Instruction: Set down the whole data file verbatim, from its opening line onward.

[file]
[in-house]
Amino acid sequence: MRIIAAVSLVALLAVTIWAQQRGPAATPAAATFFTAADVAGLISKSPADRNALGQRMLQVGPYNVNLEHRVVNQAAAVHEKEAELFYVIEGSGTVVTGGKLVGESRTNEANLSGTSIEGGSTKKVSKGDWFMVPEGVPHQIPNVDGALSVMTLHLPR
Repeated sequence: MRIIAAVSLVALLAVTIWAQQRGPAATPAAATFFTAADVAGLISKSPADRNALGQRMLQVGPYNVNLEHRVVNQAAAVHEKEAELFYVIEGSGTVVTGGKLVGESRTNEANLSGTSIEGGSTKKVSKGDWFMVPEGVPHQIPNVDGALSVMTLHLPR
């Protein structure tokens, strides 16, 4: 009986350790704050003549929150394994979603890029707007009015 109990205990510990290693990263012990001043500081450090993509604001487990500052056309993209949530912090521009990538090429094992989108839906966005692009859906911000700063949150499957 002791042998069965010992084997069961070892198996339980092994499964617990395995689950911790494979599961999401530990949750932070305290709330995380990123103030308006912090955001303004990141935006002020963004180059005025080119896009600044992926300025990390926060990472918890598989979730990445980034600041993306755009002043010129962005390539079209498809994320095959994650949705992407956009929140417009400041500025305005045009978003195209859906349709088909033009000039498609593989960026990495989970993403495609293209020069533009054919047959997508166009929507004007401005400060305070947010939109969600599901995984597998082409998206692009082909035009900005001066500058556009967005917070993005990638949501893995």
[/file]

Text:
[in-house]
Amino acid sequence: MRIIAAVSLVALLAVTIWAQQRGPAATPAAATFFTAADVAGLISKSPADRNALGQRMLQVGPYNVNLEHRVVNQAAAVHEKEAELFYVIEGSGTVVTGGKLVGESRTNEANLSGTSIEGGSTKKVSKGDWFMVPEGVPHQIPNVDGALSVMTLHLPR
Repeated sequence: MRIIAAVSLVALLAVTIWAQQRGPAATPAAATFFTAADVAGLISKSPADRNALGQRMLQVGPYNVNLEHRVVNQAAAVHEKEAELFYVIEGSGTVVTGGKLVGESRTNEANLSGTSIEGGSTKKVSKGDWFMVPEGVPHQIPNVDGALSVMTLHLPR
């Protein structure tokens, strides 16, 4: 009986350790704050003549929150394994979603890029707007009015 109990205990510990290693990263012990001043500081450090993509604001487990500052056309993209949530912090521009990538090429094992989108839906966005692009859906911000700063949150499957 002791042998069965010992084997069961070892198996339980092994499964617990395995689950911790494979599961999401530990949750932070305290709330995380990123103030308006912090955001303004990141935006002020963004180059005025080119896009600044992926300025990390926060990472918890598989979730990445980034600041993306755009002043010129962005390539079209498809994320095959994650949705992407956009929140417009400041500025305005045009978003195209859906349709088909033009000039498609593989960026990495989970993403495609293209020069533009054919047959997508166009929507004007401005400060305070947010939109969600599901995984597998082409998206692009082909035009900005001066500058556009967005917070993005990638949501893995």